I have gotten TWO comments in the past week about how SMALL I am for 20 weeks pregnant: hallelujah, hallelujah! Someone is looking down on me with mercy because I hate being told I'm BIG. Those of you who have been reading my blog for years will remember that with clarity. I feel like my belly hasn't expanded much out front, but just filled in (not so jiggly, more firm than before), and filled up, so my belly starts below my breasts instead of my ribcage. So I'm really not that much bigger. Though from now on I'm supposed to gain weight pretty steadily. Yahoo. Not.

The itchiness is settled down--I didn't get a call back from my midwife's office regarding my lab work to check for Cholestasis, which in Canada means your labs are normal. I hate that: you go to the lab, get this test done, and never hear back so you have to assume you're healthy. Go, Canada. It's more efficient, but it kind of sucks as a consumer. BUT I'm very grateful I don't have Cholestasis, because homebirth would be OFF the table and I would have a very tough decision to make regarding induction of labour: induction at 37 weeks (!!!!!!) is strongly recommended to avoid stillbirths, because the elevated liver enzymes that make the mom itchy are toxic to the baby.
The thing is, as a woman who has had a cesarean, induction is more dangerous for me. It increases my chances of uterine rupture by 400%!! The risk is still low (1.6% for first VBAC, and 0.8% for second VBACs), but I don't like to increase that risk at all. And induction that early would likely require some pretty high doses of pitocin...
Anyways, I DON'T have Cholestasis, so I can rest easy. I guess I'm just freaking itchy, which just makes me a freak. A grouchy one.
I just found out today that the rate of uterine rupture with a second VBAC is HALF that of a first VBAC, isn't that cool? I found that here if anyone's curious about the research behind that info: excellent resource, btw. I love this website. Tons of well researched info, links to studies, critiques of specific cases, etc. Awesome.

So we have a realtor coming to our house tomorrow, and the house still looks like a bomb went off in it. I'm tired. Brent's tired. The kids are disastrous. Sigh. I hope she understands.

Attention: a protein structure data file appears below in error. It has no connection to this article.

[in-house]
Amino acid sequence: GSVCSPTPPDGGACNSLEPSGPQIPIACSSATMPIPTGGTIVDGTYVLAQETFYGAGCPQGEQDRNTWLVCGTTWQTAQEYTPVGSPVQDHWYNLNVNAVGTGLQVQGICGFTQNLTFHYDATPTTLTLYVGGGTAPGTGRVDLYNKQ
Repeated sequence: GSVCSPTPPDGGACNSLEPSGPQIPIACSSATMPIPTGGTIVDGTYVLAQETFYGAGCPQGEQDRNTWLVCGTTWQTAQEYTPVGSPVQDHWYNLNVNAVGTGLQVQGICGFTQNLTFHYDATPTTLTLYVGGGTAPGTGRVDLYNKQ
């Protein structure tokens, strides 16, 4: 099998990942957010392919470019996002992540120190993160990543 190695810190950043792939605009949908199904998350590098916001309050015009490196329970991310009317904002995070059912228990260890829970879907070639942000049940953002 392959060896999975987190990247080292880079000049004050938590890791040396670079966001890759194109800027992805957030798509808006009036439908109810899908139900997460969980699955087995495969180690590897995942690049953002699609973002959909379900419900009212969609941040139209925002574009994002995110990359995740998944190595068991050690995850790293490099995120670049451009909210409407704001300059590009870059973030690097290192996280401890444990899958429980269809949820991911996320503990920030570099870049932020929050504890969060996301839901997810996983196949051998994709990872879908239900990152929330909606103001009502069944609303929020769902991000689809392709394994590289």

Brent's birthday is tomorrow. 35! I'm married to an old man now.

We also started attending a marriage course at our church last Monday, which goes for 7 weeks. It's funny, when they advertised I thought, well that could be good. It never hurts to get a tune up, right? Fine tune some things? Tweak? And then once we were signed up but before we went to the first class, I freaked out. What if it's a Focus on the Family program? Or some other uber conservative organization that wants me to obey my husband so my kids won't turn out gay? Pshhhhhhhtttt, why pay to be tortured like that? Yick. But I am glad we gave it a try because it's totally NOT FotF or anything like it. It was created by the same organization that created the Alpha program, which is supposed to be good. And so far I really like it! It's clear to see what we're doing well and where we could improve, right off the bat. The improvements are mainly preventative/maintenance things, like spending focused time together where we give each other undivided attention (who doesn't divide much of their attention with 3 small kids underfoot?), and building each other up spiritually a bit more. I'm not a big advocate of Date Night every week per se, because I believe that working together to raise a family has brought Brent and I closer together rather than further apart, and that we don't need time AWAY necessarily. Well, we do, but for shorter periods and less often than society likes to tell us we need to. But it IS good to try and spend focused time together, because the logistics of life right now capture so much of our attention. Feeling known and truly knowing your partner takes some focused time and attention.
So that was good! I'm glad we signed up. I'm glad Brent never protests when I have ideas like this. I'm glad he's open and honest and loving and very selfless. And patient. I'm very fortunate ♥

Wednesday, October 13, 2010


Just a few days ago Riley switched from calling Matthew "Mack," to a more accurate, "Ma-Hue" with a pause in the middle. So cute.

So. Ma-Hue. He's been playing soccer for a grand total of 15 weeks of his entire life. Two six week sessions at our community centre, one week of soccer camp in July, and two weeks of league soccer. He's fantastic. Like, the kid is famous on OTHER TEAMS. He's an incredible ball handler, has a bottomless pit of energy and competitiveness, and he's FAST! I'm not generally one to love bragging about my kids: I'm very proud of them, but bragging turns me off. But I just have to, he's that good! It's a mixture of BRAG and SURPRISE! I always knew he was very physically adept, has incredible balance and fine and gross motor capabilities, AND that he swims like a literal fish, but to see him put his skills together with his social acuity and excel at a team sport is a bit of a surprise. I'm very proud!